Brazil, Russia, India, China and South Africa, known collectively as the Brics nations, will work together to reduce the ill effects of the US dollar's recent strengthening, as the Federal Reserve scales back its stimulus programme.
According to the Brazilian government, the emerging market nations, which are currently the main drivers of global economic growth, have grown increasingly worried about the expected withdrawal of the US stimulus measures that have resulted in a massive selling in local markets.
In a telephone conversation, Brazilian President Dilma Rousseff and her Chinese counterpart Xi Jinping, discussed measures to boost coordination among Brics nations in the light of the "new and complex" developments in the global economy.
Rousseff will also contact other leaders of the Brics group later this week to discuss concrete measures, according to Reuters that cited Thomas Traumann, spokesman for the Brazilian government.
"The Brics will decide on coordinated action related to the global appreciation of the US dollar at a meeting in July in Russia," Traumann said.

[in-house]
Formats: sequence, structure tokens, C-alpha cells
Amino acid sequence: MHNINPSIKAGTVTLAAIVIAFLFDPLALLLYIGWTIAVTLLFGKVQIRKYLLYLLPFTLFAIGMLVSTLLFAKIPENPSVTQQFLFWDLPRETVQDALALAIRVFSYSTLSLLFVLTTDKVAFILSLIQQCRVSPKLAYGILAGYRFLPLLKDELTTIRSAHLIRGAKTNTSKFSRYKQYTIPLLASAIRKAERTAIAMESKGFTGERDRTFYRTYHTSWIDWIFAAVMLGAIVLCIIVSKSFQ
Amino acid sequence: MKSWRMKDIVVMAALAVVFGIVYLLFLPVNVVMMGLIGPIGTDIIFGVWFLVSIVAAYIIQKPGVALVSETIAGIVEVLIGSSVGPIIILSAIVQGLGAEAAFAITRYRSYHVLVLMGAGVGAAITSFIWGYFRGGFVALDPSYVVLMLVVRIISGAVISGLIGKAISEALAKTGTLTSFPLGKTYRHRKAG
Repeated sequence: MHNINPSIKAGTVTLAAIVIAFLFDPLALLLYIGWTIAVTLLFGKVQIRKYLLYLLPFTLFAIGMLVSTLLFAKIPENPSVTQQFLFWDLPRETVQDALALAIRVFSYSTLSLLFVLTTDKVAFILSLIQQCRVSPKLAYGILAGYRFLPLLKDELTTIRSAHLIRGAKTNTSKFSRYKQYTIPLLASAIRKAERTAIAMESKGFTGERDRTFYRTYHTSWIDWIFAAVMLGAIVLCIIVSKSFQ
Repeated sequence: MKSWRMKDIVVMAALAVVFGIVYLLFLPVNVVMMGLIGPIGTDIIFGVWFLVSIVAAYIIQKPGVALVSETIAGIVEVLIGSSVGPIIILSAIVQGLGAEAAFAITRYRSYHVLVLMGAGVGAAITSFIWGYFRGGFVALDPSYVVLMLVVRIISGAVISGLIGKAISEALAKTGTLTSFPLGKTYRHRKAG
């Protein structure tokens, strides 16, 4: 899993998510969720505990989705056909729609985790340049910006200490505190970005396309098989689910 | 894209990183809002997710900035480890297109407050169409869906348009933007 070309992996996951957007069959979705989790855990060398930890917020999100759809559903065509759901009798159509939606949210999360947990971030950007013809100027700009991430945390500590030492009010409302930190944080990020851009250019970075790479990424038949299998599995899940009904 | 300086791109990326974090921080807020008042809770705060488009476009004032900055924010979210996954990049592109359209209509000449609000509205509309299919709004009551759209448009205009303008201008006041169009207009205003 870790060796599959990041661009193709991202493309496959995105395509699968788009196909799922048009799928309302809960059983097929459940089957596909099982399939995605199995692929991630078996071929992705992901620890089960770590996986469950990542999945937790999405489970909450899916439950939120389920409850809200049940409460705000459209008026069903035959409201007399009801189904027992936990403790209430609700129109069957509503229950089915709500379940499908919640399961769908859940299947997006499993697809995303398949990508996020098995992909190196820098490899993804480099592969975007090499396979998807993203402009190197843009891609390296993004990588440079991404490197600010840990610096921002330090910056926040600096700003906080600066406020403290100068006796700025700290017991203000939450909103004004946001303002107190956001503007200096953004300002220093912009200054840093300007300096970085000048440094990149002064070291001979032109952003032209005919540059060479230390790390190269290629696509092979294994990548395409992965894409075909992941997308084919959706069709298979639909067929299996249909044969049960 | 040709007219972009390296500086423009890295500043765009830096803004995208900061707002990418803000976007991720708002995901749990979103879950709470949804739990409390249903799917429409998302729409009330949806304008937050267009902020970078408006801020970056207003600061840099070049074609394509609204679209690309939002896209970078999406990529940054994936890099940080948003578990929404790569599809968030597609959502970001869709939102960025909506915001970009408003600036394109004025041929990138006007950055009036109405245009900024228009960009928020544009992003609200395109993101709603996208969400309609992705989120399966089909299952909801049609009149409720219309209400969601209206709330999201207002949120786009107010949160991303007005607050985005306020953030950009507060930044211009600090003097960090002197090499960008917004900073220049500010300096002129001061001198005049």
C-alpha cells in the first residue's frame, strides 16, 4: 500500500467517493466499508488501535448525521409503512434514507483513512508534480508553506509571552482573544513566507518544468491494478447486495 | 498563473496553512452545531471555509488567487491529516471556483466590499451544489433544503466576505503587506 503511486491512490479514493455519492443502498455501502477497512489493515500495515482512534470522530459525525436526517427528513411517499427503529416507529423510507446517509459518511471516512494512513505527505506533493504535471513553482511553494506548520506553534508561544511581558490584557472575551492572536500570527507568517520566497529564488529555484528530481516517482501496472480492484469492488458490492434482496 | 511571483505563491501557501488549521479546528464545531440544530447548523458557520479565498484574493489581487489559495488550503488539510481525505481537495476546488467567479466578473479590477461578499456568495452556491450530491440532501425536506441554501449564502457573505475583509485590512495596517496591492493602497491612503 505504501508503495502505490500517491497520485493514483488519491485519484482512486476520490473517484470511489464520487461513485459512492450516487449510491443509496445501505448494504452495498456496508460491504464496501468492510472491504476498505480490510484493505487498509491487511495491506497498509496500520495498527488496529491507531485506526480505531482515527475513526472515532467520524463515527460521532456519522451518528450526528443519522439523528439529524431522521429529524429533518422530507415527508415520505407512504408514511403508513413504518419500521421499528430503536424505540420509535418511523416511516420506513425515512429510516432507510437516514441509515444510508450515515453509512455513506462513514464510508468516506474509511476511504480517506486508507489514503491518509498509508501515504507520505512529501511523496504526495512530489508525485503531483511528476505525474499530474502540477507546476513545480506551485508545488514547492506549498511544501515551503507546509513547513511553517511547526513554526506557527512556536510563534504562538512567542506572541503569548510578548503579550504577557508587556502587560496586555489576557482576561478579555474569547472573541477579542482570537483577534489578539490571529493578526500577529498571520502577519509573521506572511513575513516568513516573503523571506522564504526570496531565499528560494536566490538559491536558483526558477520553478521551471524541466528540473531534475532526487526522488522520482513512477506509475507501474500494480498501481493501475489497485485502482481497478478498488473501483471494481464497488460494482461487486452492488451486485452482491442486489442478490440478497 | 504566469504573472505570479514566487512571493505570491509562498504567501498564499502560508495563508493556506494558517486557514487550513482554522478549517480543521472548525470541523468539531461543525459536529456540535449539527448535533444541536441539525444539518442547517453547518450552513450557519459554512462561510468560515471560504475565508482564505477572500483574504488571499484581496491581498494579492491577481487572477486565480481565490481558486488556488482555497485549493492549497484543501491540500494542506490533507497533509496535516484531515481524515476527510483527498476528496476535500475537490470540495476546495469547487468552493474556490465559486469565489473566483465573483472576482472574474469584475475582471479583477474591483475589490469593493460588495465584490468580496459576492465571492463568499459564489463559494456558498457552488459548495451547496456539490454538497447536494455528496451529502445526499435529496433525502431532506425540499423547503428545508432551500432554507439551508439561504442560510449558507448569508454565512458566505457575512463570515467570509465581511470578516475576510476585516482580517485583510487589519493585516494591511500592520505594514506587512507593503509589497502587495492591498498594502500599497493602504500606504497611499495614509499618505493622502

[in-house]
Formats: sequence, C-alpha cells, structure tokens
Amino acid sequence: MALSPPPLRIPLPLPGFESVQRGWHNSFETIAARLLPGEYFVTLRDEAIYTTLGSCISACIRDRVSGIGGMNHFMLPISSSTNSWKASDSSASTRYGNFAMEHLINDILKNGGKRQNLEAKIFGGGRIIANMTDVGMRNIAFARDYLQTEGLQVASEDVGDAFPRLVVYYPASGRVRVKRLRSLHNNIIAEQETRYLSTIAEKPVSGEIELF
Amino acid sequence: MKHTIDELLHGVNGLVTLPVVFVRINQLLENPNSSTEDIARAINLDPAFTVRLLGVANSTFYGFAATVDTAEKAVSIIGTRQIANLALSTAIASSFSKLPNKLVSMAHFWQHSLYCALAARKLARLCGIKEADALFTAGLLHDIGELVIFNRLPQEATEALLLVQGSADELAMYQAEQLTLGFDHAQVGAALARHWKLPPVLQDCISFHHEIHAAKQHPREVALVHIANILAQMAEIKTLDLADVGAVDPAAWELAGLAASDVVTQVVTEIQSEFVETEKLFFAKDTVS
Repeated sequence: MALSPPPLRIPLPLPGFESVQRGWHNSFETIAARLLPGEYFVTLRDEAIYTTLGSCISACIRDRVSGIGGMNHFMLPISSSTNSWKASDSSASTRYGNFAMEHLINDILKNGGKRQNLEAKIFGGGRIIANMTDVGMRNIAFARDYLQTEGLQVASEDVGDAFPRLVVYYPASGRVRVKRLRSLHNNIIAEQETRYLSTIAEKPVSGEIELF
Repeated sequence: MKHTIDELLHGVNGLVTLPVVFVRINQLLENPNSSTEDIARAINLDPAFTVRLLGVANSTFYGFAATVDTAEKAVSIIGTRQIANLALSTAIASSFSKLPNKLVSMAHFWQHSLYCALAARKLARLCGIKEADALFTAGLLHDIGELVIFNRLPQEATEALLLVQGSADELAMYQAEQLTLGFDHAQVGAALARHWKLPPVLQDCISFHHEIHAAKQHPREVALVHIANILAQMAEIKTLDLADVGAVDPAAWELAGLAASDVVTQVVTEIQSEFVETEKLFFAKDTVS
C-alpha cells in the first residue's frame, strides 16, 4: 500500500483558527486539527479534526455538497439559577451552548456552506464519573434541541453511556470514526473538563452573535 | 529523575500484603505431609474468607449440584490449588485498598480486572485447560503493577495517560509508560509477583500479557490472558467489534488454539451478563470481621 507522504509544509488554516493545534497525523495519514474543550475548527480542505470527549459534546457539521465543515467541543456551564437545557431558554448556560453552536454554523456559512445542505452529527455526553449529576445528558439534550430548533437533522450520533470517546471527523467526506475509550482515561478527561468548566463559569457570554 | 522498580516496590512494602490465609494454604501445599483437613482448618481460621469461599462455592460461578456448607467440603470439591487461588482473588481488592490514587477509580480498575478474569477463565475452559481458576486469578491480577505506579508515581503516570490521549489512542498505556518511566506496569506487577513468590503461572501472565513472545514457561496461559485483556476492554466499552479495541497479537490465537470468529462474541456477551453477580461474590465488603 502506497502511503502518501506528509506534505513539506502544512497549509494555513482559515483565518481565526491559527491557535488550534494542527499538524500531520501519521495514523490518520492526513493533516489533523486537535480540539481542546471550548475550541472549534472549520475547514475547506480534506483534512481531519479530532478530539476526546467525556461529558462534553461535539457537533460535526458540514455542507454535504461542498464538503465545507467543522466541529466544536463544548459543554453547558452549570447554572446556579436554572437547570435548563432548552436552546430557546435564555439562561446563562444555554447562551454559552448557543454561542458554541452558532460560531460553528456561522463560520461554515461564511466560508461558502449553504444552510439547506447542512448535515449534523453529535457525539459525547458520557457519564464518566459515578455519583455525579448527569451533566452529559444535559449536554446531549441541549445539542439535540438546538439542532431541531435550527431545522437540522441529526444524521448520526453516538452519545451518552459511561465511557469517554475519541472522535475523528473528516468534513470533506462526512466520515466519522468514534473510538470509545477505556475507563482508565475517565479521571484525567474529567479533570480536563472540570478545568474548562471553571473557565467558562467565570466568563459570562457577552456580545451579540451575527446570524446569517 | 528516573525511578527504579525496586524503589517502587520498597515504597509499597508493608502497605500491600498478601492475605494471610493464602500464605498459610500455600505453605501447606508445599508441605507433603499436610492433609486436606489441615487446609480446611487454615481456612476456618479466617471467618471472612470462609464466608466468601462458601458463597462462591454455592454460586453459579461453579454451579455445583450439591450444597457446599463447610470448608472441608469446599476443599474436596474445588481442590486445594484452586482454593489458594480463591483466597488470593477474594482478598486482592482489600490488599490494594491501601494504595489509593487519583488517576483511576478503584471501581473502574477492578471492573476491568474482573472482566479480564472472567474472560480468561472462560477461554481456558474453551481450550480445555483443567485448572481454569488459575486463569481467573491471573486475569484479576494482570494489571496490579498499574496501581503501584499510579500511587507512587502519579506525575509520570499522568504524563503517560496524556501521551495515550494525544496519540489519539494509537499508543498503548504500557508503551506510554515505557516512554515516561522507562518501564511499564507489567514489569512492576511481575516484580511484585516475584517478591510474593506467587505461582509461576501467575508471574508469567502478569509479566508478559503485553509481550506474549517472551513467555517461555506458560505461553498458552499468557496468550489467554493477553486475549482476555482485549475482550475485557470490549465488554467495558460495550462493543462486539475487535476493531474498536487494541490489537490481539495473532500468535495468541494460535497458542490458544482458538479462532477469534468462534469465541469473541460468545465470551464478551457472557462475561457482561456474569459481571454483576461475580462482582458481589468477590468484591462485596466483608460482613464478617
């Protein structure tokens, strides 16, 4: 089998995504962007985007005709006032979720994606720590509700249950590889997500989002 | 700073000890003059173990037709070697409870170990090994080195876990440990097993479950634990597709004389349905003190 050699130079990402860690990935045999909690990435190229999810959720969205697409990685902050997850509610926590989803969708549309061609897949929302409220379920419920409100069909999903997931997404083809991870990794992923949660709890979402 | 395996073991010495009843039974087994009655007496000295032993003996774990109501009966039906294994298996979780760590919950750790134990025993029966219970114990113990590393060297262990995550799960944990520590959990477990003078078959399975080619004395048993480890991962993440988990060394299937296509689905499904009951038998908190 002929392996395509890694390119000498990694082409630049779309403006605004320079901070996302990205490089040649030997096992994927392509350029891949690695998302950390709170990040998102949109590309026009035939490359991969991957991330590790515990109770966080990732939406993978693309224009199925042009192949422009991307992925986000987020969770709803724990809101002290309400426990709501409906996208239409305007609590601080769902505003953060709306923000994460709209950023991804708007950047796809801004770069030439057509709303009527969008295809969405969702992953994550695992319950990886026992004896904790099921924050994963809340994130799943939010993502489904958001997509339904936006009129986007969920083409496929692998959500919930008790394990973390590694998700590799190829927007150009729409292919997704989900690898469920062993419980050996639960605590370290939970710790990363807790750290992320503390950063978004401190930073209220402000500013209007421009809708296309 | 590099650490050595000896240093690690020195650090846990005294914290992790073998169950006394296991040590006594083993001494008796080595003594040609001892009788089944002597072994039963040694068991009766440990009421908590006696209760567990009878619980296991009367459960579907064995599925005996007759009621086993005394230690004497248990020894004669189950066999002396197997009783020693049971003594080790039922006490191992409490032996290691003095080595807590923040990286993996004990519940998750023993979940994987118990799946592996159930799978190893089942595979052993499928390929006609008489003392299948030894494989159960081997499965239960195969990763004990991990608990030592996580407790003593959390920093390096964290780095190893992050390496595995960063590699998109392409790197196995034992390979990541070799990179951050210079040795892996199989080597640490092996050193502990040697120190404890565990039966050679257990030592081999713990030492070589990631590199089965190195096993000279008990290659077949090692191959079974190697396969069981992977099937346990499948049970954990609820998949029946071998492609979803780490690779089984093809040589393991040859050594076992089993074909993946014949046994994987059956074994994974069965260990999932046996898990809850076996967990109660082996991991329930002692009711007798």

China's Xinhua separately reported that the Chinese and Brazilian leaders discussed bilateral ties, the international financial situation and Brics cooperation.
Xi wanted BRICS nations to "pay close attention to the relevant dynamics, boost communication and cooperation in the financial field, and speed up the construction of a financial safety net," Xinhua reported.
In addition, Xi proposed that the Brics nations take the lead in pushing the international community to enhance coordination on macroeconomic policy-making, enact relevant commitments reached at G20 summits, safeguard international financial stability, fight protectionism and promote healthy development of the world economy.
Stock markets and currencies of the major economies have suffered setbacks over the expected scaling back of the Federal Reserve' bond-buying programme.
Over the past month, the US dollar has gained 9.7% against the Brazilian lira, the worst affected currency in the group, and its stocks have plummeted to more than four-year lows. The dollar has risen 4.4% against the rouble, 7% against the rand and 6.4% against the rupee.
The worries over a cut in the US stimulus also curbed capital flows into countries like Brazil and India, deteriorating their external accounts.